This was before I understood the epic transformation that would take place. Of course I knew about the mutation that an embryo goes through, I’m not a total idiot (Google), I’m taking about my epic transformation. One day I’m looking at something resembling soap bubbles on colored paper in the fertility clinic and the next thing I know two little starfish shaped hands are squeezing my cheeks as my little boy comes in for his first kiss. He was just a mass of cells on a piece of paper and now I love him and his sister harder than I even knew I was capable of experiencing feelings.
I am very pro-choice. I don’t know when life begins and I’m not here to say an embryo is a person, but this embryo feels like my little person. I do feel a specific responsibility to this embryo because we created it on purpose. I feel selfish; knowing we could donate this embryo to another family and they could make their dream of having a child a reality. But fuck them! They can’t have her! I can’t stand the idea that my mass of cells would be out strolling through life in her pigtails and she wouldn’t be with me. Especially given her genetic disposition for anxiety, depression and being German.
I never imagined this scenario when we began the IVF journey. I was so desperate to have a child that it never occurred to me that we would end up with more embryos than we needed. Obviously, in the game of reproductive roulette, this is a quality to problem to have and I’m not after sympathy, but I think it’s important to share what can be the fall out from this strange new-ish world of reproductive technologies.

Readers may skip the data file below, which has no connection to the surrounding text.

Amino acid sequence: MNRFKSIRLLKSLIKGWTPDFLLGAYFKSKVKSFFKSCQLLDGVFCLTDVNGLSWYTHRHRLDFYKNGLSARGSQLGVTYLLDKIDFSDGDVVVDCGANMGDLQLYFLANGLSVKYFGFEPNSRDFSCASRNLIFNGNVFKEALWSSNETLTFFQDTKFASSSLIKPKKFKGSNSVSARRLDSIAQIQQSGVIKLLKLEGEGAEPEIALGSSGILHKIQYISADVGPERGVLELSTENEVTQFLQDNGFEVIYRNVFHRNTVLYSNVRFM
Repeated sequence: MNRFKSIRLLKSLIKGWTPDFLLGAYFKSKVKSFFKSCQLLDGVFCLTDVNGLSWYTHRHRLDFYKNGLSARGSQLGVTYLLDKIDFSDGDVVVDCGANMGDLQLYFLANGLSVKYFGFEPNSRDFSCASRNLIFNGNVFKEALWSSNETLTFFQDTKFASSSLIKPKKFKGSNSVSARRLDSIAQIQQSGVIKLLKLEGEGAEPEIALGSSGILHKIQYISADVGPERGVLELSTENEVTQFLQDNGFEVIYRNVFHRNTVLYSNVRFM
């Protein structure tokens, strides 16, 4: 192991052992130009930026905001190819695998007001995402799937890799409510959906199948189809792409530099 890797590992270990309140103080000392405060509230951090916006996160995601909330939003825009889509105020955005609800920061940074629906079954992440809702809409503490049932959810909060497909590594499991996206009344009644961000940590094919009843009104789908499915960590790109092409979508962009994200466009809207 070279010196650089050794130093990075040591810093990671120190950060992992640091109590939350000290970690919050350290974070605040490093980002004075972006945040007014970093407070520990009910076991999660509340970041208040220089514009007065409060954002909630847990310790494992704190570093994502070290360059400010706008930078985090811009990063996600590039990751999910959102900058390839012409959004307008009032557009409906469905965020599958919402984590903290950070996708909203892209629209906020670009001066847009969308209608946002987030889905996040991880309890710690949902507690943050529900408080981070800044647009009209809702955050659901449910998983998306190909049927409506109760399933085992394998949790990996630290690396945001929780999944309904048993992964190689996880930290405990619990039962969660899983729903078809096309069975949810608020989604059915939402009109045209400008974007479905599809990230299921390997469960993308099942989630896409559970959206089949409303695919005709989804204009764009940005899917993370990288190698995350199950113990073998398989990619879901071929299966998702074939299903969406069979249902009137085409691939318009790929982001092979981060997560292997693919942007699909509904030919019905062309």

At this point, with two eighteen month old toddlers running my life, I can’t fathom the idea of a third child. Yesterday, Benjamin ate his own poop; It’s very possible I’m at my max. On the flip side, there is something wonderful about the idea of being pregnant again and a houseful of children doesn’t sound terrible. But it does sound really freakin’ expensive amirite?
We have some time to think it over. The embryo can be frozen for years to come, but my uterus can’t wait forever. Also, we have to take into account our aging in general. I don’t want to wait so long that I have to wear adult diapers at her high school graduation. Hell, if we have a third baby, I’ll be in adult diapers either way.
So for now, the conversation, like our embryo, is on ice.
(Image: getty images)